How to Paint a Floor Stencil
- Floor stencil
- Repositionable spray adhesive
- I used leftover Behr Ultra Pure White wall paint.
- Stenciling sponge
- Measuring tape
- Optional: use a chalk line to make quick work of measuring out the pattern.
- Polyurethane sealer
- Foam roller
- Paint tray
If you are making your own floor stencil, cut out the stencil with your Silhouette onto thin a plastic sheet (I like this one). Use the following settings: Blade 10, Speed 3, Thickness 33, Double Cut On. The plastic can be harder to cut if your blade is dull. If the plastic is not cut completely through after the first try, send the design to the Silhouette again before unloading the cutting mat and it will cut a second time in the exact same spot to create a clean cut.
Before painting, you need to clean the floor well. I used a bucket of hot water with dish soap and a microfiber rag. The microfiber is great for not leaving lint on the surface. Let it dry.
Plan out where you want the stencil to start in your room. I used a chalk line to draw a center line down the center of the room where the stencils would start. I also drew a line one stencil away from the front of the room to help me stay straight.
Spray the back of the stencil with repositionable spray adhesive and then lay it down on the floor lined up with the chalk lines.
Add paint to your tray and then using a foam sponge, dip it into the paint and wipe the excess off. Then stipple it onto the open spots of the stencil to paint it. I love this new sponge I bought for the floor. It made quick work of the painting process, gave me consistent coverage and held up great to lots of stippling (still looks like new after finishing the entire floor).
Once the paint is applied, carefully lift off the stencil and reposition in a new area. For this tile pattern, the tile needs to be rotated 1/4 turn also. I like to jump around so the edges of the stencil are not laying over a freshly painted area. This prevents the underside of the stencil from getting paint on it and smearing the already painted areas.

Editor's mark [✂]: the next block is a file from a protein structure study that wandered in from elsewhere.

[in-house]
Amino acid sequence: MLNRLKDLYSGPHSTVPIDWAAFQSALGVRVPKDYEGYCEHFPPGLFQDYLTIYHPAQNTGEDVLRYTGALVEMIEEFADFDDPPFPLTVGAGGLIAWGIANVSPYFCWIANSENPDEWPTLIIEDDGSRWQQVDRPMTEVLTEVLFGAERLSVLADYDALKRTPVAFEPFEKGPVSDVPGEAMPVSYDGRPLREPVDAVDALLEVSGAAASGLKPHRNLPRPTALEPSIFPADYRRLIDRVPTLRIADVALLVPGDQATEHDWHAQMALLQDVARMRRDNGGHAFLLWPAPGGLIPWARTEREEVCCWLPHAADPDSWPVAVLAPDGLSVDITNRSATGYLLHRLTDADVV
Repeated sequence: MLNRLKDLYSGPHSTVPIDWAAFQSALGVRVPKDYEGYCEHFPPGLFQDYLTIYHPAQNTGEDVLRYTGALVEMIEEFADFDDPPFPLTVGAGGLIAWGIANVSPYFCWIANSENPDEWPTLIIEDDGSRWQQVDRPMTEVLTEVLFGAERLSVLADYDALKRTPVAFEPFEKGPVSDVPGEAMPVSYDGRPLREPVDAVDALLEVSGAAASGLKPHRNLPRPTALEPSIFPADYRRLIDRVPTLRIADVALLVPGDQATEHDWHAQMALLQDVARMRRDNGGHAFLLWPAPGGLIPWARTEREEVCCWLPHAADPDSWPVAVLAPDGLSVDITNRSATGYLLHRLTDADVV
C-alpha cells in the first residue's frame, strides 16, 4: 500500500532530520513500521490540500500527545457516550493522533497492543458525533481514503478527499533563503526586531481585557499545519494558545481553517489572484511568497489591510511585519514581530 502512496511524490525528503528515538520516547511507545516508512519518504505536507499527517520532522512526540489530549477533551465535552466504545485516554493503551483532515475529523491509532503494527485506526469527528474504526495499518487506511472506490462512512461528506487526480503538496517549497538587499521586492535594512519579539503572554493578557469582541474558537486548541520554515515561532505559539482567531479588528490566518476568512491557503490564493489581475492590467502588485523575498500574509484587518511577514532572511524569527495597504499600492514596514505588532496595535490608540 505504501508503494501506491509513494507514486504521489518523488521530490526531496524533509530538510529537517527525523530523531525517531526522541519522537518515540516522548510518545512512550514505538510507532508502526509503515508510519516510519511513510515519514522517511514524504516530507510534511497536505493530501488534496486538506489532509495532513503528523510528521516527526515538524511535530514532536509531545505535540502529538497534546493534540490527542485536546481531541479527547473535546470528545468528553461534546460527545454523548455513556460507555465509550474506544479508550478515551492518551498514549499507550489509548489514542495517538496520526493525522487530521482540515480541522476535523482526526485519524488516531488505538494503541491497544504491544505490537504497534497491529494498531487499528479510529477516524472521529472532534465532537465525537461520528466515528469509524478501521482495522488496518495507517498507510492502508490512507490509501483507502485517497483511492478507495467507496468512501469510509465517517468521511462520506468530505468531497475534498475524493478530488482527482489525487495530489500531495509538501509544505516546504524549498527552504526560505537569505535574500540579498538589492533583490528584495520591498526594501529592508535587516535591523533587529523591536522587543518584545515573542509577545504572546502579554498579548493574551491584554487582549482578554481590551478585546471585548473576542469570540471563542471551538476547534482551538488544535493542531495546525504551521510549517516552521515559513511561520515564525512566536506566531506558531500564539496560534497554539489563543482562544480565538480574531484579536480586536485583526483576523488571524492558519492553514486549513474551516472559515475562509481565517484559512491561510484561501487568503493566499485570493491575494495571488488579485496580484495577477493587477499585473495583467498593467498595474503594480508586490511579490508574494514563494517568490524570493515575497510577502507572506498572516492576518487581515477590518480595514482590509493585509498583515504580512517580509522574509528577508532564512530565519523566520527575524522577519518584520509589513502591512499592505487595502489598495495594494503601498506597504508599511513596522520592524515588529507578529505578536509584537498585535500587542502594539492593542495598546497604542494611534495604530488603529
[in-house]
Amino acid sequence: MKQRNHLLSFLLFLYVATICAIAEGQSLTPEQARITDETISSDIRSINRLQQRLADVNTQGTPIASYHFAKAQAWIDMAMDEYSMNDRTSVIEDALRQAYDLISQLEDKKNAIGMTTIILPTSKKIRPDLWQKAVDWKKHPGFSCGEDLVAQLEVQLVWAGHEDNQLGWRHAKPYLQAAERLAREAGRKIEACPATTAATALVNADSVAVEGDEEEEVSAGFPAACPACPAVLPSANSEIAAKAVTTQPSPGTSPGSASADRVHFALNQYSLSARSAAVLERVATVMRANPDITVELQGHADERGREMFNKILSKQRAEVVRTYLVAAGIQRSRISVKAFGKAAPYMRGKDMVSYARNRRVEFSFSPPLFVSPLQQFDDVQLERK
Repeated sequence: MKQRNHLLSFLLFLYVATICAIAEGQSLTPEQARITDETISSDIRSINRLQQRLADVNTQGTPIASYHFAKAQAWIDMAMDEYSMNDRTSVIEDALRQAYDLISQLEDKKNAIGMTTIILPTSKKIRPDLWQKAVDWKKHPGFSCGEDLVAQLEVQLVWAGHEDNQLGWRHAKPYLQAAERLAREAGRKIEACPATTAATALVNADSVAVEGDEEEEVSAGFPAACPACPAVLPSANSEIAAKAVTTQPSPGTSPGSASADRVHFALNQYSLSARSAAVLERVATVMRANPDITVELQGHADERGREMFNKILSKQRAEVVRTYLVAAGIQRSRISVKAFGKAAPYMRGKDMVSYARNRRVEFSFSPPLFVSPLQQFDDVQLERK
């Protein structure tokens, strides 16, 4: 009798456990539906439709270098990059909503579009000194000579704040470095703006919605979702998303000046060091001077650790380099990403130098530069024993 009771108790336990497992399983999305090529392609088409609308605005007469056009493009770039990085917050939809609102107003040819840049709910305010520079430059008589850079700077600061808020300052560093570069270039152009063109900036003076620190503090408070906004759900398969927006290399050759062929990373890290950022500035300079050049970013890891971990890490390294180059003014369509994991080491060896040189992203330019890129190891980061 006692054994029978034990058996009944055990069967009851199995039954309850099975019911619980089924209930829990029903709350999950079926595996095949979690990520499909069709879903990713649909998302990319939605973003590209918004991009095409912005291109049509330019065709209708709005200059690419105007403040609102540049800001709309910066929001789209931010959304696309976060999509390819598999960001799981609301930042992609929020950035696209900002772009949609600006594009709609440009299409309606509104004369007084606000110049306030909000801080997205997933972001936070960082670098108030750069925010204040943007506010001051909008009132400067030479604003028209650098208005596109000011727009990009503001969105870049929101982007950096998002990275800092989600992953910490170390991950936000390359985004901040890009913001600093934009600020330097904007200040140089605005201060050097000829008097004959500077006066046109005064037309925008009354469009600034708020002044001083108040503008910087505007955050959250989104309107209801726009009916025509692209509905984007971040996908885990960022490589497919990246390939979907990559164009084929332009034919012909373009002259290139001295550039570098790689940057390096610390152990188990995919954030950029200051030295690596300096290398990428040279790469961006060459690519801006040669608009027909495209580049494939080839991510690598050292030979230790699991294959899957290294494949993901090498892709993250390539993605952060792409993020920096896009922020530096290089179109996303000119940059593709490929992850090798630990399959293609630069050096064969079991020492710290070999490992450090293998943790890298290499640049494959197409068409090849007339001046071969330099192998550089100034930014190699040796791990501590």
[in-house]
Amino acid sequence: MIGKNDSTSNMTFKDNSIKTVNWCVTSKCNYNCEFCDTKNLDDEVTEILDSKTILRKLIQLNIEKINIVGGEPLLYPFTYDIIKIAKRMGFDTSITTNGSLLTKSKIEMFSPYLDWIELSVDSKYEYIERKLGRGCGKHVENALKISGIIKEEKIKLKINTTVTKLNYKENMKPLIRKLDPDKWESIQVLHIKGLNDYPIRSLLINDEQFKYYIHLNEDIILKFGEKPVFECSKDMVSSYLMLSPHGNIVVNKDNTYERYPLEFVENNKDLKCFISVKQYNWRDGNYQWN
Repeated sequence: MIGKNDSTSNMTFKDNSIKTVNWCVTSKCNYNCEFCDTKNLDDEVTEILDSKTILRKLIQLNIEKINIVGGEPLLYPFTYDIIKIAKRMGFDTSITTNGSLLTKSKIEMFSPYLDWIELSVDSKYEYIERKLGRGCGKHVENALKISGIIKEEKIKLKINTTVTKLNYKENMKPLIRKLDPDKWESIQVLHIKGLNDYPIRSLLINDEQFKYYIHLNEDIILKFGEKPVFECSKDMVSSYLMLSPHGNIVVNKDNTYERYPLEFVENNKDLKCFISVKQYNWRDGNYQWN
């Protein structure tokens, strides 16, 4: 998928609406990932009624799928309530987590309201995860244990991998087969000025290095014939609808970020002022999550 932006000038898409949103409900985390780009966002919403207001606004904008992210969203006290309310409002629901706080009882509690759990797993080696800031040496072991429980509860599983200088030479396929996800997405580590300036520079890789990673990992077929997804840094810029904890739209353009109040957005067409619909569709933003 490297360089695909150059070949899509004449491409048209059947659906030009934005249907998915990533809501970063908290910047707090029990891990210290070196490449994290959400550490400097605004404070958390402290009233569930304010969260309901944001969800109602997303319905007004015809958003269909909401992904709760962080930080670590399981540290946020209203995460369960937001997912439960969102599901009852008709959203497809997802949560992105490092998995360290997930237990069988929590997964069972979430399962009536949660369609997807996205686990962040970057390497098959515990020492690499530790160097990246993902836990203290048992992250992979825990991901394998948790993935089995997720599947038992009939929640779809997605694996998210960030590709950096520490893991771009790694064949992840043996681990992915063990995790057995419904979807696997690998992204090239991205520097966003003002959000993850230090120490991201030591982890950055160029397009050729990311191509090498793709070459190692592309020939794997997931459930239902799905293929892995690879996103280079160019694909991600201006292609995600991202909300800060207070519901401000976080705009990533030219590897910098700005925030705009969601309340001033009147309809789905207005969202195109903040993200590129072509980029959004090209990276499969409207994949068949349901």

Continue this process of painting and moving and painting and moving until the entire floor is done. I washed off the stencil and sponge about every 10 tiles to keep the paint from building up on it. Also, after washing it off, I added more spray adhesive to the back to help it stick to the floor.
You can see I didn’t finish the stencil all the way into the back because it will be totally hidden by the new laundry basket shelf and washer & dryer. But for the small sections of the stencil on the edges, I cut the stencil after the center was all done. Used a bit of painters tape to secure the cut edge.
Let the paint dry overnight, then it’s time to seal it. I used 4 coats of polyurethane to cover the entire floor. I was worried that the expensive polyurethane would break my budget, but I was able to add 4 coats to the entire floor with only 1 quart of sealer. Use a foam roller and start in the back of the room, quickly roll a layer of polyurethane over the entire floor. Make sure not to let the edges of the dry (luckily this small floor was easy and quick to do).
Let the sealer dry for about 2-3 hours and then reapply. The polyurethane I bought says if you apply the next coat within 4 hours, there is no need to sand between coats (bonus)! So I made sure to get all 4 coats done in one day.
The hardest part is letting the polyurethane cure for 72 hours before putting things back on the floor. You can walk on it after a day, but I waited the full 72 hours before putting the heavy washer and dryer on it. I was terrified it would scratch the floor, but even sliding the heavy appliances over it to put them back, it looks perfect!
Now we are ready to continue the rest of the makeover. Don’t forget to check out the complete $100 laundry room makeover plan.